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Space to Think, a new book celebrating ten years of the Dublin Review of Books More Information 

    THE HOUSE OF CARDS

    Aengus Woods

    László Krasznahorkai's novels are balanced between a precarious inertia and total collapse. The animating tension of his work resides not, as is the case in more conventional novels, in questions of who did what or what happens next, but in the question of what such a total collapse might look like, given the pervading sense of its inevitability.
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    Tickled To Death

    Enda O'Doherty

    "The barons of the media, with their red-topped assassins, are the biggest beasts in the modern jungle. They have no predators. They are untouchable. They laugh at the law; they sneer at Parliament. They have the power to hurt us, and they do, with gusto and precision, with joy and criminality. Prime ministers quail before them, and that is how they like it."



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    The Thing That Never Was

    Frank Callanan
    The casting of John Redmond in the role of scapegoat was not without functional advantage in Irish politics. That partition could in some degree be treated as a fait accompli for which responsibility rested with the Irish party in a limited but crucial degree defused the issue in domestic Irish politics. It must be considered to have assisted pro-Treaty Sinn Féin to persuade a majority of the Irish people to accept the Treaty in 1922. The price was a strain of evasion and disingenuousness in the politics of the independent Irish state in relation to the basis for partition and in attitudes towards the Northern Ireland state.
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    States and Nations

    Bill Kissane
    Yet differences also stand out. In Northern Ireland Catholic political disaffection was reinforced by material inequality. Protestant alienation from the southern state’s Catholic ethos was mitigated by a relatively strong position in commercial and professional life.
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    Getting To The Triangle

    Liam Hennessy
    Citing mostly late nineteenth century and early/mid-twentieth century clinicians, he argues that there are only three mutually exclusive pathological mental structures: neurosis, psychosis and perversion. The difference between neurosis and psychosis lies in the degree of certainty with which beliefs are held by the patient. Neurotics tend to doubt, psychotics are more certain.
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    Champion Of The Poor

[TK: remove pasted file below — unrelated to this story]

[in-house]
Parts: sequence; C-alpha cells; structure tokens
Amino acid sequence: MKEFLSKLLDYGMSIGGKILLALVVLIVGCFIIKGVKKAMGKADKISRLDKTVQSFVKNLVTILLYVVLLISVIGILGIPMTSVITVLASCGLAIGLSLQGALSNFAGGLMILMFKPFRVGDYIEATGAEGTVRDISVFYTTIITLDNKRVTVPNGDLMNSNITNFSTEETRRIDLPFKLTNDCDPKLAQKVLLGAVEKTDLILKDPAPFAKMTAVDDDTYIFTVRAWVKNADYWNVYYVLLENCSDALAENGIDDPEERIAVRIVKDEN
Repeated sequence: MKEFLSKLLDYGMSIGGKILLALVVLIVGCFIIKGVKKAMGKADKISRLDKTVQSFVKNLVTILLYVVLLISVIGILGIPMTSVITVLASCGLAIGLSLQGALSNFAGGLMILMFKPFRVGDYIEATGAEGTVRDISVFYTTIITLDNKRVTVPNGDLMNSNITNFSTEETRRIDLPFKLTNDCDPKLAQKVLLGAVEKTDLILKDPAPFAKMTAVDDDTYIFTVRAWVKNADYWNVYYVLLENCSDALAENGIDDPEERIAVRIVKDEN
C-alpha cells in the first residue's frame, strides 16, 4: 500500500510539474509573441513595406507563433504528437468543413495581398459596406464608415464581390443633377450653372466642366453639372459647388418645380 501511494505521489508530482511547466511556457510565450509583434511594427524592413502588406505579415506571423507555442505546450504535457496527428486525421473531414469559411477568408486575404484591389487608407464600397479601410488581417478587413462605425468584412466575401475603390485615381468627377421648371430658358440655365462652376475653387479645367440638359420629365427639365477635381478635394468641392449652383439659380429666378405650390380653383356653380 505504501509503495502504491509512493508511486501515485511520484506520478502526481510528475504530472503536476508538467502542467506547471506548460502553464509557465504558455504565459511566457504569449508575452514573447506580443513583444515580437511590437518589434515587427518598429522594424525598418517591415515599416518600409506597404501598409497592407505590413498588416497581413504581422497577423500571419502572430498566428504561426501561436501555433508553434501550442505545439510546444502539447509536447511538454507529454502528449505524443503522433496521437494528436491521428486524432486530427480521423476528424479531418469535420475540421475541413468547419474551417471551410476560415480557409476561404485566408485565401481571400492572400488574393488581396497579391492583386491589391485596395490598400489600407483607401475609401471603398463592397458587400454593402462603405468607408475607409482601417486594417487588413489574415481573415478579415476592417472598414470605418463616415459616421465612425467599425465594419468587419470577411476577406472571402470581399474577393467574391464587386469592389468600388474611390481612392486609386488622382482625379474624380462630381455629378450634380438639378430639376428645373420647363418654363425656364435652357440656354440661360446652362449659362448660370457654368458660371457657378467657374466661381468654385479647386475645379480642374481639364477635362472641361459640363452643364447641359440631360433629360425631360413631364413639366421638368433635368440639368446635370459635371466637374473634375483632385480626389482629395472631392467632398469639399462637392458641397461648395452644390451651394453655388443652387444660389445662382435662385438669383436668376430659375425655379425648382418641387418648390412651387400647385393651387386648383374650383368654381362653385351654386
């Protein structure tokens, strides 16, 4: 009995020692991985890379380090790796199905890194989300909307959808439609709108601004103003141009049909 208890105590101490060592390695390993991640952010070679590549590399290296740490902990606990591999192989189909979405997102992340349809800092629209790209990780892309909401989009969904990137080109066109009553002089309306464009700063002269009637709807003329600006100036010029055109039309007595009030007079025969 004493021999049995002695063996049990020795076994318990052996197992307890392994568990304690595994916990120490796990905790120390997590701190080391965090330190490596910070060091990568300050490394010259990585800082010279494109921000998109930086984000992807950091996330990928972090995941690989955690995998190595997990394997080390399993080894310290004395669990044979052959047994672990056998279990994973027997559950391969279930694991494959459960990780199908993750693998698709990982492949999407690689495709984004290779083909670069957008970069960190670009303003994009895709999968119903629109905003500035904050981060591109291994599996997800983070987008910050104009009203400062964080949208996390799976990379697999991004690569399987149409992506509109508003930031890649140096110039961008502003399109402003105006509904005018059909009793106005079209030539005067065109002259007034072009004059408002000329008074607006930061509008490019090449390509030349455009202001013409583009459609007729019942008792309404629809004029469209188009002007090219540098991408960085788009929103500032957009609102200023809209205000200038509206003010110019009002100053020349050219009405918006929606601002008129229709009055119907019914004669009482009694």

Nicola Gordon Bowe
    He was able to make the 1860 Adulteration of Food Act work to stem the addition of red lead, strychnine, sand, plaster of Paris and mercury to basic diets, to prevent narcotics and hallucinogenics being added to popular drinks, and polluted water and salt being added to milk. According to his own reckoning, no less than eight million pounds of contaminated food was detected, analysed and condemned during his time as public analyst.
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    The History of the Last Atrocity

    John M Regan
    In 1920, as again in 1970, the British constitution shattered in Ireland, where servants of the Crown resorted to extra-legal means –torture, reprisal, murder   to restore order. It is only by understanding those contexts that we begin to make sense of, as opposed to describing, the terrors accompanying collapses. The victims’ stories are always heartrending and should be explored. But devoid of context, biographies say little that is historical, as opposed to newsworthy.
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    Fighting With Shadows

    Brian Earls
    This equation of the county with mindless violence and chaos has long since been forgotten, and Tipperary has become one of the most respectable of Irish counties, because qualities which Victorian commentators asserted were intrinsic to the Irish character were not but had their origin in the landlord-tenant relationship and faded with the waning of landlord power.
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    An Inch From The Everyday

    Kevin Stevens
    Ford’s narrators get into our ears. A master of first person narrative, he creates observers who are lyrical and philosophical yet confused; situated outside the principal action but profoundly affected by it; urged on by a desire for engagement with life but consistently puzzled by and fearful of the world’s random give and take. The lilt and tone and hesitancy of these voices lure us into their owners’ lives.
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    The Truth Teller

    Carol Taaffe
    Casement’s achievement was to observe and to testify, proving that the gross myths and exaggerations reaching Europe about these places were not gross myths and exaggerations at all. There is some irony in that. The cruelty which this novel underlines is that the life of Roger Casement -  a great documentarian, a man who exposed atrocious truths -   was to become forever synonymous with myth and distortion.
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